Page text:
Bird's Eye View of Bute

The Redpoll

The Redpoll
The Redpoll

 

 

The Redpoll.


A few years ago, while walking over the Scoulag Moor, ( Rothesay to Kingarth War Memorial) I spotted a Redpoll on the power lines, a fair distance away, but I took a photo for identifications purposes, then it left the power lines and landed a good bit closer to me, but still not near enough for a sharp image, but good enough to let you see what a lovely wee bird it is. It is slightly smaller than the Sparrow, and indeed you could easily mistake it for one as the plumage is very near to one except for the lovely little Red Crest it has. If you see one on its own with its back to you then you could be mistaken for what it is, but if it turns around, then it is no bother.
Well with things like changing from a computer to a laptop, I lost this and many other images, but I had backed plenty in CDs, but not this Redpoll. Later on I was talking to a well-known photographer on Bute, and he said that he liked the image of my Redpoll. I said how did you manage that, and he said that it was in an article that I had written, but I could not remember writing one. (Brain cells gone a drift). Anyway he told me where it was, and I managed to get it into my computer, and now you can see it.
This is the right time for the Buteman to include it in their paper, as they have arrived on Bute in vast amounts, and head for nut feeders all around our Island, but I have still not managed to get a better photo that the one that you see, but here’s hopping, there is still time yet, as they do not seem to be in any hurry to leave.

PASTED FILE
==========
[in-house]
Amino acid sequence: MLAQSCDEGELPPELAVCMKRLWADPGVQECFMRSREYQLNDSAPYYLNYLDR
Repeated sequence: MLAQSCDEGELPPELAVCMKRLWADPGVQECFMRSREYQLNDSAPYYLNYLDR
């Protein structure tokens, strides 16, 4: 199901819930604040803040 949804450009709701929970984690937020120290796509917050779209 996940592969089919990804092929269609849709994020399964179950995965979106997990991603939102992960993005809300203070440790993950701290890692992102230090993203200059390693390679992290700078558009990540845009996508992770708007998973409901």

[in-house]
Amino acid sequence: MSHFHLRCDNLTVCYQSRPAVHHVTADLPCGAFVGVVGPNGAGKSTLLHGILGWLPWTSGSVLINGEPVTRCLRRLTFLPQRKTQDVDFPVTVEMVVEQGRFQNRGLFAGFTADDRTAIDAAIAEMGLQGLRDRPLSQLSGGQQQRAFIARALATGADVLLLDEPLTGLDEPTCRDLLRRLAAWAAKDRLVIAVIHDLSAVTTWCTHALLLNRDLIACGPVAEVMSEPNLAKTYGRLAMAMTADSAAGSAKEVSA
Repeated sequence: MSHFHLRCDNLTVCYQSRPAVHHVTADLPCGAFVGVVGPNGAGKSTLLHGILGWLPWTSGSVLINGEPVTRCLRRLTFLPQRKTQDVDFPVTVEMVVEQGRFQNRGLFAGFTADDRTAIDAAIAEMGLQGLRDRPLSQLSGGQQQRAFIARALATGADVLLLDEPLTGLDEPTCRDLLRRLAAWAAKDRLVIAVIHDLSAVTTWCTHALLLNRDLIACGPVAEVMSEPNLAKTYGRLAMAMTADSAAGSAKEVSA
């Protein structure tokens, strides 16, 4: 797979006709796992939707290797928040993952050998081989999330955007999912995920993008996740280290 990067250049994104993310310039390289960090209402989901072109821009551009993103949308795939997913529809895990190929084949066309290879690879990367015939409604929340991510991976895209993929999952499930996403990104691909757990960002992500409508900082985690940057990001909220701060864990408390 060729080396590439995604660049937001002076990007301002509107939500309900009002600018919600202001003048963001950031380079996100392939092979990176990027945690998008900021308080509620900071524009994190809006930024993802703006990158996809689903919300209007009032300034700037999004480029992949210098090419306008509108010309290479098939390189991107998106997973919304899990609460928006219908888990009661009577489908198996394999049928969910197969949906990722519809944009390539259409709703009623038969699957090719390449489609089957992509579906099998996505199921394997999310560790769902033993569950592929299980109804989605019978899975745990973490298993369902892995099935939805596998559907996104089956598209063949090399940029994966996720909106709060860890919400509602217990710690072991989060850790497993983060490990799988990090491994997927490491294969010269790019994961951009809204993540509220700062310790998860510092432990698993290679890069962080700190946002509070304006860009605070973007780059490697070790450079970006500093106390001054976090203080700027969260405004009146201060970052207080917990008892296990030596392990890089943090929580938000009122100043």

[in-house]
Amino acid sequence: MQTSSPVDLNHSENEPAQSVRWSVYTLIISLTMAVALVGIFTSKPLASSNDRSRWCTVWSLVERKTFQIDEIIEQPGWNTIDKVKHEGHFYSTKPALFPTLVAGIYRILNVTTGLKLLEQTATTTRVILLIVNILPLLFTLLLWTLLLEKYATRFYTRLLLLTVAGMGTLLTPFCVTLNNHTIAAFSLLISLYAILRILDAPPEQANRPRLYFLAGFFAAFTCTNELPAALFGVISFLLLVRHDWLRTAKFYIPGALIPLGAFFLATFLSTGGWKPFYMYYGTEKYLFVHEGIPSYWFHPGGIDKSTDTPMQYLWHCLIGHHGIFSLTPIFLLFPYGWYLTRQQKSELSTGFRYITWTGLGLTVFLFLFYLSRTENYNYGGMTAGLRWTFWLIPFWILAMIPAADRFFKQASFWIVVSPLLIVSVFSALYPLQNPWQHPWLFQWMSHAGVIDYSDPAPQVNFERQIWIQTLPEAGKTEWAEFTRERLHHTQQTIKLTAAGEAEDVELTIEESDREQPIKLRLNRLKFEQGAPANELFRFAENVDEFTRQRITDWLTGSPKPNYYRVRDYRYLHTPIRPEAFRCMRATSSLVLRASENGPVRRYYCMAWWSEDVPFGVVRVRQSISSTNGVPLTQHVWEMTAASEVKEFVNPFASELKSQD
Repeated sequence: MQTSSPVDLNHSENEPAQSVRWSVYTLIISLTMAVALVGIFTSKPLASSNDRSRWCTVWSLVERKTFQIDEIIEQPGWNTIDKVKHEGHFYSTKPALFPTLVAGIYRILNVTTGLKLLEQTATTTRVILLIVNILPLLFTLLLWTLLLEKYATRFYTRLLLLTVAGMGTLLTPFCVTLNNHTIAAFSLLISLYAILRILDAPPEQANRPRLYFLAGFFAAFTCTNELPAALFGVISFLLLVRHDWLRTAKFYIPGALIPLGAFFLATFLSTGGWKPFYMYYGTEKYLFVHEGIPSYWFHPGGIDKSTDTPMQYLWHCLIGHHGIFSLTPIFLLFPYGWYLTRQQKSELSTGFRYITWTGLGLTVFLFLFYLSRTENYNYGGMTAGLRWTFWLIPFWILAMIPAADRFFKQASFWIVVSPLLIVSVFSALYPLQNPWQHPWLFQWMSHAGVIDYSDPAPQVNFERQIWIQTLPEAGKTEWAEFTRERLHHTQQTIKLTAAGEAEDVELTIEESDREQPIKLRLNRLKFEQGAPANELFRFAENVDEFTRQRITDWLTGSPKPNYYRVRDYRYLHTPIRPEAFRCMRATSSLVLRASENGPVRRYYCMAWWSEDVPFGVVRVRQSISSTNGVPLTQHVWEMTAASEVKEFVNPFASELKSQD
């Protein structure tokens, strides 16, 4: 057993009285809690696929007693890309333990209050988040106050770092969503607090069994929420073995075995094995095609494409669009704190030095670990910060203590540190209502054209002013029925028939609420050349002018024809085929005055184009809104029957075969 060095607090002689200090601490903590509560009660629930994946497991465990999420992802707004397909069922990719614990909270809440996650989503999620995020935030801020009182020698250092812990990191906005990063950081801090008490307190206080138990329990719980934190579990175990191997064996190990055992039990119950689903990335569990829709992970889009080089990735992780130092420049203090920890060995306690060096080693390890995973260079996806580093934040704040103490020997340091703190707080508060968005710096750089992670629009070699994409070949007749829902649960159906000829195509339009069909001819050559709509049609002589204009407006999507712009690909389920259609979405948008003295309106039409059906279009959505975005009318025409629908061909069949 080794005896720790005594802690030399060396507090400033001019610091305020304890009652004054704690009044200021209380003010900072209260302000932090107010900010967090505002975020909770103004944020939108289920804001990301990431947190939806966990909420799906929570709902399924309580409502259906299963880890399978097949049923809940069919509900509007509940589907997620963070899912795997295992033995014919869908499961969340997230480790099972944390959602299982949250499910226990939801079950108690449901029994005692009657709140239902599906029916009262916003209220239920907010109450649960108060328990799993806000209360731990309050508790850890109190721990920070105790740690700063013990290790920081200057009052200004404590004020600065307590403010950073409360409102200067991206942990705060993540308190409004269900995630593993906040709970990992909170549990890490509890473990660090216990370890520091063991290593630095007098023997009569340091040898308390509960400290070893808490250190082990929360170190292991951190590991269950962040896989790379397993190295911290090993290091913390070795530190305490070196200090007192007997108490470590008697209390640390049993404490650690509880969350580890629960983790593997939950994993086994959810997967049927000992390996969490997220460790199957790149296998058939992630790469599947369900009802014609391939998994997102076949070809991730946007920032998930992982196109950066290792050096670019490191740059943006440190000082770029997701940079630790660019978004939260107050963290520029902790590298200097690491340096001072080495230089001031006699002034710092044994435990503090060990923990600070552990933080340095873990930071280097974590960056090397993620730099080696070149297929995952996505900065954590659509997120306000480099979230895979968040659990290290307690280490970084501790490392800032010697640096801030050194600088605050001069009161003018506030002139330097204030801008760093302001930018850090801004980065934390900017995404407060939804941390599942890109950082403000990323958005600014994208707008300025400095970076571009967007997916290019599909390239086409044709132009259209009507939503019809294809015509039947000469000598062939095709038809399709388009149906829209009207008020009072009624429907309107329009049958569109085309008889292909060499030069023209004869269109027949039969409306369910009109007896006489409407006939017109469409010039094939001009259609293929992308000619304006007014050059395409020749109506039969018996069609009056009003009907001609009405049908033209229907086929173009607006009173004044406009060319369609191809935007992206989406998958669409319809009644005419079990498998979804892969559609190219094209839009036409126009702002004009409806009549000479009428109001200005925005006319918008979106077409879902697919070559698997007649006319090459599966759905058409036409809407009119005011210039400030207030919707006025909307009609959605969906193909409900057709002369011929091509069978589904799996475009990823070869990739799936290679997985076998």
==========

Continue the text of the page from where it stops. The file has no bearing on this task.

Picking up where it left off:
Well, with the weather being atrocious that last few months, food for the birds that live on seeds was few and far between, that’s why bird feeders have been descended upon with many species that normally by-pass them, but ‘hunger makes good kitchen’. Translated means that you will eat anything, anywhere to survive.
The birds that feed on the ground are lucky as the grass and soil is moist , (soaking wet) moving the worms move to the surface, giving Blackbirds etc. plenty of sought after food for the chicks, as even though it has been very cold , the birds have been playing at happy family’s.
I have been coming across many eggshells for weeks now as, when they hatch out the parents take them away and drop them far from the nest, so that predators will not find where their chicks are.
I felt for the Swifts, Swallows, House Martins and Sand Martins, as they feed on flying insects, but as the weather was so cold and windy, there was none about. They come from Africa, and arriving here with empty stomachs , yet nothing here for them, and they start to breed , hopping that it will warm up soon, as it did , but a few weeks flying on empty must have been rotten for them. Now there is plenty of their food around, just in time for the birth of their chicks.

Norrie Mulholland

First Published in the Buteman 14-06-2013

 

 


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